Evergrey – The Storm Within (2016)
Reviewed by Sebastian Kluth
Evergrey’s tenth studio record, The Storm Within, is a solid successor of the comeback release Hymns of the Broken two years earlier. After numerous line-up changes and shifts in quality, the band seems to be back in stability and strength for good.
As with so many Nordic bands, the Swedish progressive metal quintet convinces with a melancholic sound that serves as a consistent theme throughout the eleven new songs. Another constant is the intellectual lyrics that deal with inner struggles and relationship issues. I wouldn’t call this album a conceptual release, but it does have a coherent structure.
The Storm Within is strong and persuasive on many levels. One must point out the great melodic guitar solos that build climaxes in almost every track. The extensive solo in “Passing Through” is exemplary of the band’s capacity to merge heartwarming guitar with otherwise sinister sounds dominated by cold electronic keyboard samples, simplistic rhythm guitar, low bass grooves, and a steady drum play. Another winning element is the charismatic melancholy vocal performance that manages a good balance between mellower parts and powerful passages. Band leader Tom Englund shows off his talent in the diverse track “Someday”, which varies steady melodic passages in the verses over a calm and fragile bridge, to powerful and emotionally intense sections toward the end. To add even more diversity, several songs feature female choir and string passages. These work particularly well in the epic opener “Distance”. The record also features two guest vocalists. Tom Englund’s wife performs in the smooth ballad “The Paradox of the Flame”, which focuses entirely on the soulful vocal parts that complement each other perfectly. Floor Jansen of Nightwish and ReVamp fame even sings on two tracks and she does a particularly great job on “In Orbit”. Her vocal skills are employed very well in this song, which finds a better balance between smooth keyboards and more determined guitar riffs than in many of the overloaded and pompous tunes of her main band. Another track that sticks out is “My Allied Ocean”, due to its unrelenting heaviness that ventures nearly into thrash metal territory and offers a welcome change of pace and style. Along with the opener and the duet with Carina Englund, this is my favorite song on the album.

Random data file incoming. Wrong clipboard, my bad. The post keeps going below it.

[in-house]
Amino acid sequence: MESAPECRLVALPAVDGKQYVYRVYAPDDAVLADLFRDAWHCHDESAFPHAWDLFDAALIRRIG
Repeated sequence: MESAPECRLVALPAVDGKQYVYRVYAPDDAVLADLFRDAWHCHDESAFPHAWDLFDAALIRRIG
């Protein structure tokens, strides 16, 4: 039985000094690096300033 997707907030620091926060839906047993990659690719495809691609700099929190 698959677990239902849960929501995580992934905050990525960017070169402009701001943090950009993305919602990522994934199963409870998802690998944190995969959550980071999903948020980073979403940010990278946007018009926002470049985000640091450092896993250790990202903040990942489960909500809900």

All these strengths aside, this album also has a few weak spots. I must point out the rhythm guitar work. Most songs employ simplistic, chugging modern metal riffs that I might expect from a band like Disturbed, but not from an experienced progressive metal act. The band should try to spice things up and vary its rhythm guitar work a little bit more in the future, since this just seems lazy. A debatable point is the production, which sometimes sounds a little bit clinical and cold in my opinion. This concerns the guitar work in particular. Even though this approach adds to the sorrowful soul of this record, a warmer and more organic production would have added to some songs. As a last point, this album is maybe missing a truly outstanding song despite a consistently high quality level. The record works perfectly as a whole, but at least one catchier anthem would have lent this album a pleasant shade of lightness to ease the overall challenging listening experience.
In the end, The Storm Within is a strong new album that utilizes Evergrey’s strengths of intellectual moodiness, emotional guitar solos, and soulful vocal performances by the lead singer and numerous guest vocalists. I wouldn’t say that this album is a candidate for album of the year, but genre fans should definitely give it a try. Those who like groups such as Borealis, Kamelot, and even Katatonia should appreciate this very good release.
3.75 // 5